One thing that marks volunteers is that though they don’t get recompensed for their work, often they do greatly more than is expected of them just for the joy of reaping a surprised or grateful smile. Volunteers often discover how fulfilling it is to give to others without expecting anything in return.

Often the unpaid workers also enjoy the mere fact that they can see that they made a difference in another’s person life by giving a struggling family a few bags of groceries or helping the self-esteem of children at skid row through after school programs.
For some people, volunteering is also a way of coping with life tragedies, losses and grief. Building new relationships with lonely senior citizens in a nursery home, for example, can help in getting over a broken relationship or lost friends.

Some volunteers also enjoy getting to know and work with other people who have the same heart to help. I’ve met artists like movie makers, musicians and actors who simply volunteer to get their eyes opened and inspired for their next project. Others volunteer out of the belief that it is God’s calling on their lives to help others. People who have experienced help in their lives often simply look for a way to give back to the community. Families who volunteer together often set an example and help instate unselfish values in their children and help raise them to become responsible young adults. Once a volunteer, always a volunteer, one could say.

Surprisingly, volunteers are not carefree superheroes with never-vanishing smiles. They are regular humans with struggles, problems and feelings just like you and me. Honestly, after the first few months of committed volunteer work, much of the “volunteer romanticism” that a volunteer might have initially dies the very moment they meet their first “ungrateful person.” The volunteer realizes “Oops, not everybody does actually appreciate my help!”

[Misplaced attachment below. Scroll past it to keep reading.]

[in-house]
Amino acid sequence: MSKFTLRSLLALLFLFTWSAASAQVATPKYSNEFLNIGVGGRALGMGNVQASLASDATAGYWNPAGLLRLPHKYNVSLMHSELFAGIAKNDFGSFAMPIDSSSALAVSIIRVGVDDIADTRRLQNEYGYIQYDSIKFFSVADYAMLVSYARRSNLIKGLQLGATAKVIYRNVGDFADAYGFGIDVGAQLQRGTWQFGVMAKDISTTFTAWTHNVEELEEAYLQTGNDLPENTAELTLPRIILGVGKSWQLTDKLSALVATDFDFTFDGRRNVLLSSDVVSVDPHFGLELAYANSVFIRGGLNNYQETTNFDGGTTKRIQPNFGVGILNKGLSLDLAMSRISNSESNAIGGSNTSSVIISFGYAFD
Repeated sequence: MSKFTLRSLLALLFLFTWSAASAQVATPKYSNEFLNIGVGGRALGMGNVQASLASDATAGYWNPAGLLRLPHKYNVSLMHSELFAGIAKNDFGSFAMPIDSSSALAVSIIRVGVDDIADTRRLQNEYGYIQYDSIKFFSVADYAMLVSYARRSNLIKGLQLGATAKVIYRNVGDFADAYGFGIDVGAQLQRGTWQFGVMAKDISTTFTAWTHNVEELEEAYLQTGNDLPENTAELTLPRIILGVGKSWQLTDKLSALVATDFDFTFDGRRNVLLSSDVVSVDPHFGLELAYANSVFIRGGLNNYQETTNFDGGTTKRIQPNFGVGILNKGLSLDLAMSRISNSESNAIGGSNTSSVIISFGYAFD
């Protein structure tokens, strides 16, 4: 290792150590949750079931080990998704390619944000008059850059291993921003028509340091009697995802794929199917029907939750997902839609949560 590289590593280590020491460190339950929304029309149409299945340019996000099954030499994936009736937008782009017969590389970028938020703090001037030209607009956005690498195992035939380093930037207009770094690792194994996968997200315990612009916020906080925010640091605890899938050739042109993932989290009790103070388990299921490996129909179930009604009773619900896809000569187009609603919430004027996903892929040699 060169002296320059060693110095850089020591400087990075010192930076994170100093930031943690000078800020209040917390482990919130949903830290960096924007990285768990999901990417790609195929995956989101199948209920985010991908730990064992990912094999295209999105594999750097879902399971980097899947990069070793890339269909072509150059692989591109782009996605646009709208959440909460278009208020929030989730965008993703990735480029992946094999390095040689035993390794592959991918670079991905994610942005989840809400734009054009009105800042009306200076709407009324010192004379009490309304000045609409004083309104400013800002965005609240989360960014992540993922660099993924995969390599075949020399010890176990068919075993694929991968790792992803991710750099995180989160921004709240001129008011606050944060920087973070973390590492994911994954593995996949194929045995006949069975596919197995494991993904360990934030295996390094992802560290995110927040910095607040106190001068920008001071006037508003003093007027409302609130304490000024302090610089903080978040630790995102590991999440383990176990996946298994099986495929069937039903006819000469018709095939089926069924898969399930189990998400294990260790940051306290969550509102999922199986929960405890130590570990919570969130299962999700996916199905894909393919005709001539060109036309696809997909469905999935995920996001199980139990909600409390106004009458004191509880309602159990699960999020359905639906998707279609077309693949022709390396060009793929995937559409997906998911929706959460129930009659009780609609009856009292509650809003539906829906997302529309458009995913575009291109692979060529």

But even the experience of rejection from needy people (and still not giving up on them) will shape the volunteer into a stronger personality able to help others even more effectively.

Though volunteers have their own issues, it is often the very process of reaching out to others that lessens their absorption in their own problems. Their problems diminish in scope as they extend a hand to a dying patient or someone who has lost his or her family.

So, who qualifies for volunteer work? The reader does. Just as volunteers have different faces, there are different ways to volunteer, depending on one’s own abilities, personality and passions. According to the national survey, volunteer activities performed were varied and ranged from fund raising to service for a religious organization. However you approach it, it is easy find your area of passion or expertise and invest it into others.

After all, the saddest life lived is the life lived only for oneself. Volunteering starts with helping the old neighbor with her groceries or by taking a single mom’s children to the park for an afternoon. Matthew Barnett put it simply: “Find a need and fill it, find a hurt and heal it.”